This attribute is closely related to the requirement of fulfilling promises and commitments which preceded it. Only those who are sincere and strict in meeting their commitments go through these kinds of tests and tribulations. Both of these attributes were mentioned with special emphasis and both were mentioned in plural form indicating that these commitments need to be fulfilled by Muslims as a community and as an Ummah. The message of this verse is loud and clear that Muslims are expected to dedicate themselves wholly and solely to the Islamic mission fulfilling their commitment to Allaah and persevering for His sake through all the troubles they encounter. Without these special attributes, thinking of being counted among true believers, among pious or among those who have Taqwa is wishful thinking.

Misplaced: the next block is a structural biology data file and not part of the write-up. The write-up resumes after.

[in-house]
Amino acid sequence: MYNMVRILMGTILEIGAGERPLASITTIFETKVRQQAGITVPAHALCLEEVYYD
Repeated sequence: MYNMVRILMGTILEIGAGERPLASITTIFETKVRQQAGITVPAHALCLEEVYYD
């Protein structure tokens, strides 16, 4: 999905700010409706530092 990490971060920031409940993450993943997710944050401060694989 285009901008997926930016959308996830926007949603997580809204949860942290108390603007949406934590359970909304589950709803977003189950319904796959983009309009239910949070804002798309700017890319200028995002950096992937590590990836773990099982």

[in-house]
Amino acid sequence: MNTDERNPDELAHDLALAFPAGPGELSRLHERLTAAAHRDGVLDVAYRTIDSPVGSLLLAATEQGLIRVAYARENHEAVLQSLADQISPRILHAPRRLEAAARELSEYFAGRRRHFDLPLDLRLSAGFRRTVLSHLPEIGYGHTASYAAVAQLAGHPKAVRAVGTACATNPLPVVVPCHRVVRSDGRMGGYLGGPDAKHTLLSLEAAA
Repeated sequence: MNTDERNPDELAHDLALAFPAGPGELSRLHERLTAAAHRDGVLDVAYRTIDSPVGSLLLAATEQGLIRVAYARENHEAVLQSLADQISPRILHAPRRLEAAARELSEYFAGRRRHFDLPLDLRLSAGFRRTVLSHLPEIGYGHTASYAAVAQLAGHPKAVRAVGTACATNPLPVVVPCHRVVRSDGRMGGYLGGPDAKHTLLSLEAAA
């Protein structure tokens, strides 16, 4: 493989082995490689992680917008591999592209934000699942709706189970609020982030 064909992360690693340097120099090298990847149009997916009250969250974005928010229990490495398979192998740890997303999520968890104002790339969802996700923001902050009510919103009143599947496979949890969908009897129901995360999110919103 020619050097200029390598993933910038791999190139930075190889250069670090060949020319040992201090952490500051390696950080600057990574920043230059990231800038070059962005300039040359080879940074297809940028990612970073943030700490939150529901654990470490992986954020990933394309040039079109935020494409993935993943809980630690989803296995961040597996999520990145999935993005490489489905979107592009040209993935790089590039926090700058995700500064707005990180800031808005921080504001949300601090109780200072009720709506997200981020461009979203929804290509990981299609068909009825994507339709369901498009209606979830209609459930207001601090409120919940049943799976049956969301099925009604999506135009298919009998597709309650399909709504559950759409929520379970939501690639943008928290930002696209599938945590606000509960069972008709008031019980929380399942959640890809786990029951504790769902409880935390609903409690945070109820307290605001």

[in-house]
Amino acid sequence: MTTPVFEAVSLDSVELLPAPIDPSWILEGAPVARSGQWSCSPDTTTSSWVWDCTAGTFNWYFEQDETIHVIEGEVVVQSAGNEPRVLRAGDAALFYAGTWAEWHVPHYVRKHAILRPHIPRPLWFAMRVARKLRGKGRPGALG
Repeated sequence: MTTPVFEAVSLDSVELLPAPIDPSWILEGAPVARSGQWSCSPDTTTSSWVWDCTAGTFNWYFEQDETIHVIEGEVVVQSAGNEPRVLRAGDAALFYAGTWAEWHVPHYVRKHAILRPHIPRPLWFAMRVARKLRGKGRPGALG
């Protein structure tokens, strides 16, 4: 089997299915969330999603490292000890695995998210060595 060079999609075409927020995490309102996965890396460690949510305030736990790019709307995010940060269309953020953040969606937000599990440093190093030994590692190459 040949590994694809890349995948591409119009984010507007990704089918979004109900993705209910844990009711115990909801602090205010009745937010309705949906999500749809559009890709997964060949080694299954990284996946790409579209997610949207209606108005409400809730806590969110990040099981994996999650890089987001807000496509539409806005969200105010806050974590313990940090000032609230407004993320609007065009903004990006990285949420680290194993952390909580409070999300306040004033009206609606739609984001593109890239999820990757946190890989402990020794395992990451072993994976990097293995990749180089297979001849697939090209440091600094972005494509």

This verse deals with faith, acts of worship, ethics and morals, money matters and financial affairs, social and political set up, Islamic mission and war all in one breath. It gives an unequivocal message that human life is one entity. It can be compartmentalized into secular and religious sections. Piety does not belong only to formal acts of worship. It pervades life as a whole.
In addition, this description of people with Taqwa and piety (Birr) clearly indicates that they are the people who not only have transformed their whole life according to Islamic ethics, but also have dedicated their resources and lives for the sake of Allaah to live like an organized Muslim community, to establish an ideal Islamic society and to strive for making Islam the dominant way of life in the world. They are constant and steadfast in their struggle and bear whatever circumstances they face. In this way it is a fulltime, lifelong commitment to a collective mission rather than a matter of performing some individual good deeds.